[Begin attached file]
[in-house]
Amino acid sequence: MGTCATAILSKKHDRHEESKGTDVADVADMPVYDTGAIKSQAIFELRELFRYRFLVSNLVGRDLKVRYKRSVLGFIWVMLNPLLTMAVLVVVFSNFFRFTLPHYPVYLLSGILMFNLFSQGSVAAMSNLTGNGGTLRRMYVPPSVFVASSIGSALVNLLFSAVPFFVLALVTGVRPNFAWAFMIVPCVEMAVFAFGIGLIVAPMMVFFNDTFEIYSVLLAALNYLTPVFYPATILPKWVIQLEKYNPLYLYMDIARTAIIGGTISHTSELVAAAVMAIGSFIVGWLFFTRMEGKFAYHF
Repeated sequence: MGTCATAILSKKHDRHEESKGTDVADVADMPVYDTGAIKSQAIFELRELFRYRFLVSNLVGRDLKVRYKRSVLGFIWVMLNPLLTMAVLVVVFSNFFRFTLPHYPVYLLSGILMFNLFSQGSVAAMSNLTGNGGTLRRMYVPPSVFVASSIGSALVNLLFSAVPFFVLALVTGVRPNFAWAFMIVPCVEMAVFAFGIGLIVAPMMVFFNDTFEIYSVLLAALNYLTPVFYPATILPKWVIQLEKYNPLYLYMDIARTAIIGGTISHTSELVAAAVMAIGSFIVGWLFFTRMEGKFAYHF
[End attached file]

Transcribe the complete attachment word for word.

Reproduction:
[in-house]
Amino acid sequence: MGTCATAILSKKHDRHEESKGTDVADVADMPVYDTGAIKSQAIFELRELFRYRFLVSNLVGRDLKVRYKRSVLGFIWVMLNPLLTMAVLVVVFSNFFRFTLPHYPVYLLSGILMFNLFSQGSVAAMSNLTGNGGTLRRMYVPPSVFVASSIGSALVNLLFSAVPFFVLALVTGVRPNFAWAFMIVPCVEMAVFAFGIGLIVAPMMVFFNDTFEIYSVLLAALNYLTPVFYPATILPKWVIQLEKYNPLYLYMDIARTAIIGGTISHTSELVAAAVMAIGSFIVGWLFFTRMEGKFAYHF
Repeated sequence: MGTCATAILSKKHDRHEESKGTDVADVADMPVYDTGAIKSQAIFELRELFRYRFLVSNLVGRDLKVRYKRSVLGFIWVMLNPLLTMAVLVVVFSNFFRFTLPHYPVYLLSGILMFNLFSQGSVAAMSNLTGNGGTLRRMYVPPSVFVASSIGSALVNLLFSAVPFFVLALVTGVRPNFAWAFMIVPCVEMAVFAFGIGLIVAPMMVFFNDTFEIYSVLLAALNYLTPVFYPATILPKWVIQLEKYNPLYLYMDIARTAIIGGTISHTSELVAAAVMAIGSFIVGWLFFTRMEGKFAYHF